- Respiratory tract. With cystic fibrosis, the lungs produce thick, sticky mucus, which builds up in the airways and allows infections to multiply and cause disease (bronchitis, pneumonia, pneumothorax, bronchiectasis). Nasal polyps and sinus infections also are very common. Suffers may become ill with infections that don’t normally affect other people; among these infections are Pseudomonas (bacteria) and Aspergillus (fungus/ black mold). Respiratory failure is the most common cause of death.
- Pancreas. Mucus also builds up in the pancreatic ducts leading to scarring and a reduction in secretion of pancreatic enzymes, essential for digestion. Fat and nutrient absorption is reduced leading to malnutrition and poor growth. It can also lead to “cystic fibrosis-related diabetes.”
- Liver. Mucus blocks the bile ducts causing liver damage, cirrhosis, and malabsorption.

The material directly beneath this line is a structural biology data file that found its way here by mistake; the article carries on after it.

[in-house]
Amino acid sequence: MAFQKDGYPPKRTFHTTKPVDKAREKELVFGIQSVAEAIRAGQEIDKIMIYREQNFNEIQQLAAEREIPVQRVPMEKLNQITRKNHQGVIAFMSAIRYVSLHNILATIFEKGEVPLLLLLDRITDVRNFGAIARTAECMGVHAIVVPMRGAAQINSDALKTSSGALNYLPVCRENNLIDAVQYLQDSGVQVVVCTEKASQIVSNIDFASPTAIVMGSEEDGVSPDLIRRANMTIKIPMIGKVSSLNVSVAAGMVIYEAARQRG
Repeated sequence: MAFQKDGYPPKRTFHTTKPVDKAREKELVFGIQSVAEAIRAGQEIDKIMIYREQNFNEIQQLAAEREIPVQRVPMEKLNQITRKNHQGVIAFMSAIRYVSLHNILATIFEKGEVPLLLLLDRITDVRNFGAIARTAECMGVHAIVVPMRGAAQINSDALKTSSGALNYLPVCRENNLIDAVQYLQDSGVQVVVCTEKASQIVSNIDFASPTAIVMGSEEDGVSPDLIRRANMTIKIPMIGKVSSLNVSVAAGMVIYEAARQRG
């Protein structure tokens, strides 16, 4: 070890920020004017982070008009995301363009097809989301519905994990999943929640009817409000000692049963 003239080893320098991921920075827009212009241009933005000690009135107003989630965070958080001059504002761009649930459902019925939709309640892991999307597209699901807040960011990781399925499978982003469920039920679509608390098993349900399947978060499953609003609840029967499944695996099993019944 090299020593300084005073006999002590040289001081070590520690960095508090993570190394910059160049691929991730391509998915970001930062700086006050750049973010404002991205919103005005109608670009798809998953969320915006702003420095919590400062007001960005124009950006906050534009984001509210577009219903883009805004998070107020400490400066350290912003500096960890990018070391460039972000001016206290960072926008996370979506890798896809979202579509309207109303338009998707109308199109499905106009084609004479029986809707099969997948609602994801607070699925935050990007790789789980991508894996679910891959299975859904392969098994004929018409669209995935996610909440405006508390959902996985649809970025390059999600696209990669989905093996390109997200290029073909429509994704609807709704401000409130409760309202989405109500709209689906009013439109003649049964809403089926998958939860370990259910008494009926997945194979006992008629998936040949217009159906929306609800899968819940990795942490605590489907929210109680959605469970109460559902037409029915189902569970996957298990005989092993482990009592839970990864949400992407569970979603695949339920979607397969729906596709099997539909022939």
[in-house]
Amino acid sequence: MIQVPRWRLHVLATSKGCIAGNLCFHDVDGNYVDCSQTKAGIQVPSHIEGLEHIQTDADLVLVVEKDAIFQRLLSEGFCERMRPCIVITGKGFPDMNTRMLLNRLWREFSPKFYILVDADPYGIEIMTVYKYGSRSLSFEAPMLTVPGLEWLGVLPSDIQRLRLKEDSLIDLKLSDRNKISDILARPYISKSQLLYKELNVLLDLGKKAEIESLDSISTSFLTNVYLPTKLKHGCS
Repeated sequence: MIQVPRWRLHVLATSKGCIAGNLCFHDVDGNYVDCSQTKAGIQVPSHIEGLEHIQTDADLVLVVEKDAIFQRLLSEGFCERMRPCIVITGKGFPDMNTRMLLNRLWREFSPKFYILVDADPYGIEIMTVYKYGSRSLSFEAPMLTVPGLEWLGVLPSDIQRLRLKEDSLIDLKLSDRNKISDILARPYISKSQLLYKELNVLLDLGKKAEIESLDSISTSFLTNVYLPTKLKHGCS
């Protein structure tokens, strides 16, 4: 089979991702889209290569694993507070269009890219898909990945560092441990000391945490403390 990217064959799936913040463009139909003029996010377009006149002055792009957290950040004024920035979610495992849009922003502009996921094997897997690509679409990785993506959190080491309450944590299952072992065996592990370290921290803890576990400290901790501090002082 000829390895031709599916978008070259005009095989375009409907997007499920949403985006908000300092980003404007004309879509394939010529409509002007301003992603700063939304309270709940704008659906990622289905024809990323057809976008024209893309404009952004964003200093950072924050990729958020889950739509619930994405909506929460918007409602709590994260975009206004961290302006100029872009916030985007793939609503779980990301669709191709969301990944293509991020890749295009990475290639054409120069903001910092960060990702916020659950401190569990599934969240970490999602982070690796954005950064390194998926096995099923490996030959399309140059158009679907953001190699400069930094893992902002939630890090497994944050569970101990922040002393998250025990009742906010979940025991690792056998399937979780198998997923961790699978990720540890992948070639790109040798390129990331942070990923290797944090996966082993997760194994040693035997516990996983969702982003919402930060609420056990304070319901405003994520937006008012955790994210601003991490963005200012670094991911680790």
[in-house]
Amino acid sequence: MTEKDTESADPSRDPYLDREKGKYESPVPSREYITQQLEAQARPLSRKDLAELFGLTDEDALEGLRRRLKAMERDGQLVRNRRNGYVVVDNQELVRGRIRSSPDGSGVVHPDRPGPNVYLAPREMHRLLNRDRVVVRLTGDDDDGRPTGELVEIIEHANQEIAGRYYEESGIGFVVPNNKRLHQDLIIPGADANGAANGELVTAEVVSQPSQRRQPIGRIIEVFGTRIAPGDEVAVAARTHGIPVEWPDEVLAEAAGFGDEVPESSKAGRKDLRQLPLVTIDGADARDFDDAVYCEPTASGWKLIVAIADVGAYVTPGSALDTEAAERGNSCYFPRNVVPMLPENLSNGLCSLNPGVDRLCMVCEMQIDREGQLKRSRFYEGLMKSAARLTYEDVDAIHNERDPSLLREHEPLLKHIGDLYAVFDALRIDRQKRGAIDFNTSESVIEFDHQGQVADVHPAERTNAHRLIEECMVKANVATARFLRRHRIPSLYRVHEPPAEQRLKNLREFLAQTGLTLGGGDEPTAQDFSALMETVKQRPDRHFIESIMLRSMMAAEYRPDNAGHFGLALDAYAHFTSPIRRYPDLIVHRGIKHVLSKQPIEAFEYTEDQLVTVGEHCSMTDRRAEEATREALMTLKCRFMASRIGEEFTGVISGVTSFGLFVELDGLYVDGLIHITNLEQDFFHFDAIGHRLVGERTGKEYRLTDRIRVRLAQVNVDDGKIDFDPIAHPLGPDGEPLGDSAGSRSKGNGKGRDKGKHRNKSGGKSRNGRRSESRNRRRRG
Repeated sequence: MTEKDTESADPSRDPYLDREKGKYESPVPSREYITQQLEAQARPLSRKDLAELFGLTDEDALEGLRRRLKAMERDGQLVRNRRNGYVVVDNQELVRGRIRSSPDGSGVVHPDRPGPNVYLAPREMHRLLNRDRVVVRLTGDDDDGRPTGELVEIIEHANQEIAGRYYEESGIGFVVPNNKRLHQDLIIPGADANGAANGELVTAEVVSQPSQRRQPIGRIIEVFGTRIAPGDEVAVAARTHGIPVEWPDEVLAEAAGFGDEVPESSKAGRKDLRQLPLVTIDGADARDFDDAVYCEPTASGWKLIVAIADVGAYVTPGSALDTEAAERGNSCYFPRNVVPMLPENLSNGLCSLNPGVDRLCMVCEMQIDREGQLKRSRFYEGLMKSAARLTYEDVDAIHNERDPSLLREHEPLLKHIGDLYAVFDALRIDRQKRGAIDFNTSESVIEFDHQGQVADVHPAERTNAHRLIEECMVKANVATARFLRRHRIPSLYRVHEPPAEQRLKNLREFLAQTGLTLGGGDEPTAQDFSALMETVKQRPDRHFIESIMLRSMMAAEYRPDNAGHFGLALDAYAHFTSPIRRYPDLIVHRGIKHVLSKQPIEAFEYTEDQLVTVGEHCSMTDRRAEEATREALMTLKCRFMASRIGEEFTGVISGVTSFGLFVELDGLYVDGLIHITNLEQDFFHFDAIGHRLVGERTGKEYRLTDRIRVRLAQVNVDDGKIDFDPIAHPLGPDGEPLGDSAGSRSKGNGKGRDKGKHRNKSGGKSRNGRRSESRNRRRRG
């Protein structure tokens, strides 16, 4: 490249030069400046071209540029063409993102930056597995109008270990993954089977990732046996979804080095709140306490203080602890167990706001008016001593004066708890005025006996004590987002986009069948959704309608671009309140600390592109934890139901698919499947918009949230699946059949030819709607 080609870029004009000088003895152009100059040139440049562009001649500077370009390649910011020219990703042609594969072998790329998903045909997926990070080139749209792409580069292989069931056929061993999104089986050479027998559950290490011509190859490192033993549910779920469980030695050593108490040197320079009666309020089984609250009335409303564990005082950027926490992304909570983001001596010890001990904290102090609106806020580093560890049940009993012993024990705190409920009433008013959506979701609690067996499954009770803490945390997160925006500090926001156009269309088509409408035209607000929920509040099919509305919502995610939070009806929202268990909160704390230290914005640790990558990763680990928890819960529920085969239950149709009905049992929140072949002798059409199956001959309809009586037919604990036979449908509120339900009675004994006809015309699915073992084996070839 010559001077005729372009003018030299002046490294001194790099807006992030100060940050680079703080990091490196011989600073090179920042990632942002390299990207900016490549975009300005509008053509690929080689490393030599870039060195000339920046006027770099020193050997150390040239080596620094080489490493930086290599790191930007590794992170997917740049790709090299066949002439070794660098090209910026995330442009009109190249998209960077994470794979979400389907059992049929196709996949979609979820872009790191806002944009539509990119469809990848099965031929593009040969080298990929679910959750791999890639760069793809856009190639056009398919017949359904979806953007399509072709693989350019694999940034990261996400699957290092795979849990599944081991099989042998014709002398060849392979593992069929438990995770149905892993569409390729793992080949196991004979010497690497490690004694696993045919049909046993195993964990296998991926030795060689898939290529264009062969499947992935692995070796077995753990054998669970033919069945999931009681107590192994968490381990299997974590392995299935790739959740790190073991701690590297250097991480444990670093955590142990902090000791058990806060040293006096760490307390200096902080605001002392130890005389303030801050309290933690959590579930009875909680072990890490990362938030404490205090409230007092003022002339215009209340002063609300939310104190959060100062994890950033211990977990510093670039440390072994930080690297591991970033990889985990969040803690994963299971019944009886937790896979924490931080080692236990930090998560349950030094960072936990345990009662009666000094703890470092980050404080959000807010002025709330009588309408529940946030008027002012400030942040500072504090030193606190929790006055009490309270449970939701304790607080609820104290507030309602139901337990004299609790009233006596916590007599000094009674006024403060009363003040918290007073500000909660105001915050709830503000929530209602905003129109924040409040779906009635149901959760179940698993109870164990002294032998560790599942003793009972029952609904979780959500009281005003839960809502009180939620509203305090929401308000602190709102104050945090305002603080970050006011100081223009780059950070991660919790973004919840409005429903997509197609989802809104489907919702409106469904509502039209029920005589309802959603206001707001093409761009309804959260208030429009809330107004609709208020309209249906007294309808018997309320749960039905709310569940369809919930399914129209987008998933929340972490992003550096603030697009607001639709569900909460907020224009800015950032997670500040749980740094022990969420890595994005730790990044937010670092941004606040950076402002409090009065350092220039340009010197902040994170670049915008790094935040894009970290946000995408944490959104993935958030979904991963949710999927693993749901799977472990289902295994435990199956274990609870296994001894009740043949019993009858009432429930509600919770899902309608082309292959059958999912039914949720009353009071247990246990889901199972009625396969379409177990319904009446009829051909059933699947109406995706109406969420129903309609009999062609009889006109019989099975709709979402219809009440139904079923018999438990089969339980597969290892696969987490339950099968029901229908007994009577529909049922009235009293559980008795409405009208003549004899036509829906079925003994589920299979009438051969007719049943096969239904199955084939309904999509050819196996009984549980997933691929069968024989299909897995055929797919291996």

- Digestive tract. Secretions can be thicker sometimes causing malabsorption, bowel problems and even intestinal blockages.
- Reproductive tract. Infertility occurs in most men and decreased fertility in most women.
In the 1950s, many CF sufferers would die in childhood, but medical breakthroughs have improved prognosis considerably; the average survival age is close to 40. Most are able to live fulfilling lives. Individuals, however, need intensive daily treatment and may require frequent hospital admissions.
What Causes Cystic Fibrosis?
One in 2,500 babies are born every year with cystic fibrosis. It’s an autosomal recessive genetic disease, meaning that the individual must have two copies of the defective CFTR gene: one copy from each parent. (CFTR stands for “cystic fibrosis transmembrane regulator.”) According to estimates, 1 in 20 Americans are carriers, but they may be unaware unless they have a child diagnosed with CF.
Each offspring of two CF carrier parents has a 25 percent chance of developing cystic fibrosis and a 50 percent chance of becoming a carrier.
There are more than 1,700 known mutations (slight abnormalities) of the gene. Genetic screening will pick up the common types, but miss some of the rarer ones.